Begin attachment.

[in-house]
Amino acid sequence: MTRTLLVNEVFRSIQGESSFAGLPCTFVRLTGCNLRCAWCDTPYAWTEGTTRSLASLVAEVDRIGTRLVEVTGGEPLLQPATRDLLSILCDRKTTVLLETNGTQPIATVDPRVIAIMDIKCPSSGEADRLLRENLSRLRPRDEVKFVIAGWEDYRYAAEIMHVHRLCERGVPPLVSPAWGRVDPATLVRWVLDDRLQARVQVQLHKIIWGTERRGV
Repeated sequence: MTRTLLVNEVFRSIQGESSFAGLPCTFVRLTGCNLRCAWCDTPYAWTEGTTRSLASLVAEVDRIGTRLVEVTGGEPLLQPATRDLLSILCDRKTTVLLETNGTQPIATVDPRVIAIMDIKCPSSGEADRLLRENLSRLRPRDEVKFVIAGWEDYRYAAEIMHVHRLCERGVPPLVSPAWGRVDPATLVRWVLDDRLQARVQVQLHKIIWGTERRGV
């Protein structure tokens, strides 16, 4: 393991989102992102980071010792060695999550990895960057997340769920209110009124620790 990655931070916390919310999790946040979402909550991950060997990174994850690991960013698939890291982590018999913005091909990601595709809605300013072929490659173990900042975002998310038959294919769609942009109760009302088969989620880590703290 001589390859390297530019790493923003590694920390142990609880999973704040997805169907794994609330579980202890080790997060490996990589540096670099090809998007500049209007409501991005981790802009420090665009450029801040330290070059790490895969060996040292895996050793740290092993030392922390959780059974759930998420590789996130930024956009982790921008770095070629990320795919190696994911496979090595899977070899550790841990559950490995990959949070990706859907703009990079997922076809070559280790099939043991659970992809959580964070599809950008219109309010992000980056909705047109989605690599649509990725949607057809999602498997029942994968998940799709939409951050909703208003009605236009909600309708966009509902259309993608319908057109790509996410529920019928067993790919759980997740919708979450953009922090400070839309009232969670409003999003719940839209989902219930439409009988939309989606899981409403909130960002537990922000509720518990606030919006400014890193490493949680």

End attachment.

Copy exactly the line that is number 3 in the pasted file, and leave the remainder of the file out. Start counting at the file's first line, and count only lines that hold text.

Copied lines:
Repeated sequence: MTRTLLVNEVFRSIQGESSFAGLPCTFVRLTGCNLRCAWCDTPYAWTEGTTRSLASLVAEVDRIGTRLVEVTGGEPLLQPATRDLLSILCDRKTTVLLETNGTQPIATVDPRVIAIMDIKCPSSGEADRLLRENLSRLRPRDEVKFVIAGWEDYRYAAEIMHVHRLCERGVPPLVSPAWGRVDPATLVRWVLDDRLQARVQVQLHKIIWGTERRGV